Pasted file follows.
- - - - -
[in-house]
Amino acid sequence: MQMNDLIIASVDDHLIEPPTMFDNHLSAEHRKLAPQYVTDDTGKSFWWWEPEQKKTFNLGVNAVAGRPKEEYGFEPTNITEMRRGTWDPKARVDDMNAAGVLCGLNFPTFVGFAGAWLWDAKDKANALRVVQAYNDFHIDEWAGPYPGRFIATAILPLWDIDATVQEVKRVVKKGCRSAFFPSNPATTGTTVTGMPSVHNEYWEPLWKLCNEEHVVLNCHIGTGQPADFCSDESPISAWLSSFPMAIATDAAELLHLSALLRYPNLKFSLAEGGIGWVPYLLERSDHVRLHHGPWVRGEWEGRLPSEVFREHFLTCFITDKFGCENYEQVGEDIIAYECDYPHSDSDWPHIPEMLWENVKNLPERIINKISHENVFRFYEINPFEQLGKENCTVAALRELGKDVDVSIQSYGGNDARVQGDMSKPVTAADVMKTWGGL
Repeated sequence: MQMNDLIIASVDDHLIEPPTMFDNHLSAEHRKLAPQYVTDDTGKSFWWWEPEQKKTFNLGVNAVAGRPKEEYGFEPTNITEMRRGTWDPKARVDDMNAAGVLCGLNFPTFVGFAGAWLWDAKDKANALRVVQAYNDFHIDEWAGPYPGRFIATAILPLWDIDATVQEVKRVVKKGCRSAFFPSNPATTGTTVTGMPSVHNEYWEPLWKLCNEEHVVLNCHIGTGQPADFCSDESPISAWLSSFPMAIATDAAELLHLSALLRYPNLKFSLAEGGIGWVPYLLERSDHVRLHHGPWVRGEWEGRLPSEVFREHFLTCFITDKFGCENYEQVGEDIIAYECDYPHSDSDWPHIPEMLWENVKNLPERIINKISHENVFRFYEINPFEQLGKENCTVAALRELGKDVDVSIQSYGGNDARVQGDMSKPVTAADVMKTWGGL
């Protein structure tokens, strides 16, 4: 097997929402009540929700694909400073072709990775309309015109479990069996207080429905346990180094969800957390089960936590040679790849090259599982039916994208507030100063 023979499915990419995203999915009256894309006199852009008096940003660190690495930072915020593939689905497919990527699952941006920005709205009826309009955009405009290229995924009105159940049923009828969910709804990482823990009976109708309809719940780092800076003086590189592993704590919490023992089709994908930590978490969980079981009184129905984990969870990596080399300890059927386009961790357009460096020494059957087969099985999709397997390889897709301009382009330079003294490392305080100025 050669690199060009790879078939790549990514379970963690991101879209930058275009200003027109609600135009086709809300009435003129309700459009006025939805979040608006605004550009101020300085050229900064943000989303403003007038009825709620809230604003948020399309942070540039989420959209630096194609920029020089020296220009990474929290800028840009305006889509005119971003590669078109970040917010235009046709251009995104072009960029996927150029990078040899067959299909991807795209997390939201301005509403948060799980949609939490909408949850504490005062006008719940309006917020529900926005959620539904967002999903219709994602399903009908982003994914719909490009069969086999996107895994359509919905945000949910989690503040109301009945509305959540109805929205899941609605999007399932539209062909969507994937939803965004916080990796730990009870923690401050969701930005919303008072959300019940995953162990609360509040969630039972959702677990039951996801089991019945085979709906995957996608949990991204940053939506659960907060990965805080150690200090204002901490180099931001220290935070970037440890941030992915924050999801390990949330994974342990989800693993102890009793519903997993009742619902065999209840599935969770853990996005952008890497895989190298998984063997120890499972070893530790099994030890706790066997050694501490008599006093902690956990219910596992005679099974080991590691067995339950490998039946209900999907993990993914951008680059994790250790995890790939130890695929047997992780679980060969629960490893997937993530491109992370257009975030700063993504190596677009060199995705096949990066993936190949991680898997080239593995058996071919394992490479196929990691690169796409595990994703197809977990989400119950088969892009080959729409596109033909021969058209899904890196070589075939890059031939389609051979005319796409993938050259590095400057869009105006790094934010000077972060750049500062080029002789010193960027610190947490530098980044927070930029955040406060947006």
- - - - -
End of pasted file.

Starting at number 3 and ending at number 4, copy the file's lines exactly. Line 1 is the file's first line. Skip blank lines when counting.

Repeated sequence: MQMNDLIIASVDDHLIEPPTMFDNHLSAEHRKLAPQYVTDDTGKSFWWWEPEQKKTFNLGVNAVAGRPKEEYGFEPTNITEMRRGTWDPKARVDDMNAAGVLCGLNFPTFVGFAGAWLWDAKDKANALRVVQAYNDFHIDEWAGPYPGRFIATAILPLWDIDATVQEVKRVVKKGCRSAFFPSNPATTGTTVTGMPSVHNEYWEPLWKLCNEEHVVLNCHIGTGQPADFCSDESPISAWLSSFPMAIATDAAELLHLSALLRYPNLKFSLAEGGIGWVPYLLERSDHVRLHHGPWVRGEWEGRLPSEVFREHFLTCFITDKFGCENYEQVGEDIIAYECDYPHSDSDWPHIPEMLWENVKNLPERIINKISHENVFRFYEINPFEQLGKENCTVAALRELGKDVDVSIQSYGGNDARVQGDMSKPVTAADVMKTWGGL
């Protein structure tokens, strides 16, 4: 097997929402009540929700694909400073072709990775309309015109479990069996207080429905346990180094969800957390089960936590040679790849090259599982039916994208507030100063 023979499915990419995203999915009256894309006199852009008096940003660190690495930072915020593939689905497919990527699952941006920005709205009826309009955009405009290229995924009105159940049923009828969910709804990482823990009976109708309809719940780092800076003086590189592993704590919490023992089709994908930590978490969980079981009184129905984990969870990596080399300890059927386009961790357009460096020494059957087969099985999709397997390889897709301009382009330079003294490392305080100025 050669690199060009790879078939790549990514379970963690991101879209930058275009200003027109609600135009086709809300009435003129309700459009006025939805979040608006605004550009101020300085050229900064943000989303403003007038009825709620809230604003948020399309942070540039989420959209630096194609920029020089020296220009990474929290800028840009305006889509005119971003590669078109970040917010235009046709251009995104072009960029996927150029990078040899067959299909991807795209997390939201301005509403948060799980949609939490909408949850504490005062006008719940309006917020529900926005959620539904967002999903219709994602399903009908982003994914719909490009069969086999996107895994359509919905945000949910989690503040109301009945509305959540109805929205899941609605999007399932539209062909969507994937939803965004916080990796730990009870923690401050969701930005919303008072959300019940995953162990609360509040969630039972959702677990039951996801089991019945085979709906995957996608949990991204940053939506659960907060990965805080150690200090204002901490180099931001220290935070970037440890941030992915924050999801390990949330994974342990989800693993102890009793519903997993009742619902065999209840599935969770853990996005952008890497895989190298998984063997120890499972070893530790099994030890706790066997050694501490008599006093902690956990219910596992005679099974080991590691067995339950490998039946209900999907993990993914951008680059994790250790995890790939130890695929047997992780679980060969629960490893997937993530491109992370257009975030700063993504190596677009060199995705096949990066993936190949991680898997080239593995058996071919394992490479196929990691690169796409595990994703197809977990989400119950088969892009080959729409596109033909021969058209899904890196070589075939890059031939389609051979005319796409993938050259590095400057869009105006790094934010000077972060750049500062080029002789010193960027610190947490530098980044927070930029955040406060947006």